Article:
You are currently browsing the tag archive for the ‘Baker’ tag.
I have a brand new copy of Scot McKnight’s Galatians commentary in NIV Application series. I made some comments in a previous post about this series which is on sale right now for $4.99 a volume in several eBook formats.
McKnight is a very well-known and respected New Testament scholar, known for his work in the Gospels, but also several popular books (Jesus Creed, Blue Parakeet). This commentary follows the pattern of the rest of the NIVAC series. After a short expositional section McKnight sets a given passage into the context of the first century, then attempts to “bridge the gap” by applying the passage to a modern Christian context. These pastoral comments will illuminate how the text might be understood and model a pastor’s heart for interpreting Scripture. This is a very “readable” commentary which will be valuable for anyone who wants to read the book of Galatians closely.
I will send a physical copy of McKnight’s commentary to a randomly selected person who leaves a comment below with their name and their favorite Galatians commentary (other than McKnight, of course).
Since I am leaving for the ETS/SBL meetings next week, this is a fast giveaway: I will pick the winner Friday, November 11.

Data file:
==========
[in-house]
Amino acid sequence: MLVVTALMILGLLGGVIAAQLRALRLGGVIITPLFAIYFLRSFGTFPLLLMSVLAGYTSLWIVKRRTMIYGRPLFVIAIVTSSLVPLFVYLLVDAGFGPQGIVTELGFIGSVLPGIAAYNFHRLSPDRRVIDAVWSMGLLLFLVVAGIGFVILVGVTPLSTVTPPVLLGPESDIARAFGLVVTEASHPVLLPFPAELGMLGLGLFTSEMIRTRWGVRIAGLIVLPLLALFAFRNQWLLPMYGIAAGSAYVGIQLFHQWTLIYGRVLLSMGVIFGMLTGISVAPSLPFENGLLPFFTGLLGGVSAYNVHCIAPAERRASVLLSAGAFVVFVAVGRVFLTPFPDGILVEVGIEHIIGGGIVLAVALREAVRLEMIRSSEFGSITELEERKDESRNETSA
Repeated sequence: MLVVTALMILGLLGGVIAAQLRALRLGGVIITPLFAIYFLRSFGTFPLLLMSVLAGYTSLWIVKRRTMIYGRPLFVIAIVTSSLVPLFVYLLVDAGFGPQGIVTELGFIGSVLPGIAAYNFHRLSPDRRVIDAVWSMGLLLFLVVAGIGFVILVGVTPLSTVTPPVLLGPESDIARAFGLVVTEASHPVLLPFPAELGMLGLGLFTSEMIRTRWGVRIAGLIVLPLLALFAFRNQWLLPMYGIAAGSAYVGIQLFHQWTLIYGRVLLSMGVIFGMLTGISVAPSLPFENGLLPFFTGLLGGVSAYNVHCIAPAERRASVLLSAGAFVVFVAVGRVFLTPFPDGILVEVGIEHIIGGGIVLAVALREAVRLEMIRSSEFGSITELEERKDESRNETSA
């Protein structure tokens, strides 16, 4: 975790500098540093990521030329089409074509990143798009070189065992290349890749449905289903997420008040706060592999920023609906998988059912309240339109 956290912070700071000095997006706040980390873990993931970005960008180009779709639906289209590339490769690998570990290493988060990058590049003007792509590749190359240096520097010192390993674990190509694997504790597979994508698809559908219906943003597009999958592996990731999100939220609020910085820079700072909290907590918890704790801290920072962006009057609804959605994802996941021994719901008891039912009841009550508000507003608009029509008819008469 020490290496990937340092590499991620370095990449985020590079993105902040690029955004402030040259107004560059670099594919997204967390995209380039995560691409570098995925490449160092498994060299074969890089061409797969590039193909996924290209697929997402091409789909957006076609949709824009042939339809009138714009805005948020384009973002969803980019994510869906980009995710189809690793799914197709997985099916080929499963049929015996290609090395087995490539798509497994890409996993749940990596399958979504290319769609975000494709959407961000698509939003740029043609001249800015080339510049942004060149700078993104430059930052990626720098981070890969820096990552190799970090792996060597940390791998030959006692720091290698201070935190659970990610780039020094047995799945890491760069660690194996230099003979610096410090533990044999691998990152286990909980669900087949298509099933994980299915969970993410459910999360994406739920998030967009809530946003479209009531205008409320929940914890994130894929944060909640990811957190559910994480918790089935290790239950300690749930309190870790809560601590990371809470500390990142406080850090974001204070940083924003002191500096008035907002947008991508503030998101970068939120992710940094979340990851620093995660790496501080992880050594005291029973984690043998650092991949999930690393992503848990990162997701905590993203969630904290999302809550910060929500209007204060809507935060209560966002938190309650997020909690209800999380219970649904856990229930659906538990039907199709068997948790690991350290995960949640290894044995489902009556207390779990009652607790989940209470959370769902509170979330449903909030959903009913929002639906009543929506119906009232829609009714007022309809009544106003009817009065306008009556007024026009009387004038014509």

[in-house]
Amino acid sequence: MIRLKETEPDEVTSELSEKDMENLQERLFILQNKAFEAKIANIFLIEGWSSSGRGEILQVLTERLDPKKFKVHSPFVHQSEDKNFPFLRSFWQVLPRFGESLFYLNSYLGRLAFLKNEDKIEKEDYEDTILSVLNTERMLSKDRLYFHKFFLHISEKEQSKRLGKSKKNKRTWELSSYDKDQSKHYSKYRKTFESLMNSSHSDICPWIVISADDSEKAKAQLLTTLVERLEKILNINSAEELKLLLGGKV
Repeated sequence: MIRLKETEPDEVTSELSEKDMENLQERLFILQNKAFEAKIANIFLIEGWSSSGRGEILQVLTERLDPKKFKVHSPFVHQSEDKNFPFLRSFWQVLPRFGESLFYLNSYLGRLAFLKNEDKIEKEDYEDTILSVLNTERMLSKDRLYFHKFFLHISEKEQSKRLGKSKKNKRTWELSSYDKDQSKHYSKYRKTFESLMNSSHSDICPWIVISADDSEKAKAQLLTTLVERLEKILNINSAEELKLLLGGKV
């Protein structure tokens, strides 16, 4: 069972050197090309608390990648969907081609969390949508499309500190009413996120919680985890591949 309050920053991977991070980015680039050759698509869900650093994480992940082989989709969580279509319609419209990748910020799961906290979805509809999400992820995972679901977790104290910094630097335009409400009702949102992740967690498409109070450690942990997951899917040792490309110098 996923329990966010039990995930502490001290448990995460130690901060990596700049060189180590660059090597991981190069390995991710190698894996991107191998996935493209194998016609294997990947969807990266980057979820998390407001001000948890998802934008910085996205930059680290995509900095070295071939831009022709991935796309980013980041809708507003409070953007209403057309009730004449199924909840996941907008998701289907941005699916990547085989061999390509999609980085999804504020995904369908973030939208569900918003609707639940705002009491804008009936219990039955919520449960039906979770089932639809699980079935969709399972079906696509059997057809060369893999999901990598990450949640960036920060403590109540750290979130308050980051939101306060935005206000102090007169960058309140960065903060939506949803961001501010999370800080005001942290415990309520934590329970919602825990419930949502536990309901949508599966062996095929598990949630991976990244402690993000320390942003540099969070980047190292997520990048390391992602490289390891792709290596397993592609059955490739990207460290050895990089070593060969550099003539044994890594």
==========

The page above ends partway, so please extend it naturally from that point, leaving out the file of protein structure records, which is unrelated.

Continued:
Two weeks ago I opened a giveaway context for a slightly used copy of Florentino Garcia Martinez’s The Dead Sea Scrolls Translated: The Qumran Texts in English (Leiden; Grand Rapids. Mich.: Brill; Eerdmans, 1996). Since then there have been 29 comments. I placed the names in a spreadsheet, randomly sorted, the rolled a random number at random.org, and the winner is:
Looks like Jenna’s favorite scroll is the Damascus Document. Congrats, and please contact me via email (plong42 at gmail.com) with a shipping address and I will get this right out to you.
Thanks to everyone who participated, nice to see some people use at least a part of their summer to read the blogs!
I have an extra copy of Florentino Garcia Martinez’s The Dead Sea Scrolls Translated: The Qumran Texts in English (Leiden; Grand Rapids. Mich.: Brill; Eerdmans, 1996). This is a “barely used” paperback copy of the book and I purchased it myself.
The Eerdmans Website describes the book as:
“One of the world’s foremost experts on the Dead Sea Scrolls and the Qumran community that produced them provides an authoritative new English translation of the two hundred longest and most important nonbiblical Dead Sea Scrolls found at Qumran, along with an introduction to the history of the discovery and publication of each manuscript and the background necessary for placing each manuscript in its actual historical context.”
The Journal for the Study of the Old Testament said this volume is “the most useful of the available collections not merely for its completeness but for its complete list of Qumran MSS serving also as an index to the context. Absolutely invaluable!” If you do not have a copy of the Dead Sea Scrolls in English, this is the volume to have.
To enter, simply leave a comment on this thread with your name and your favorite Dead Sea Scroll. Or at least your name.
I will generate a winner at random and announce that winner in two weeks, on July 14. Good luck!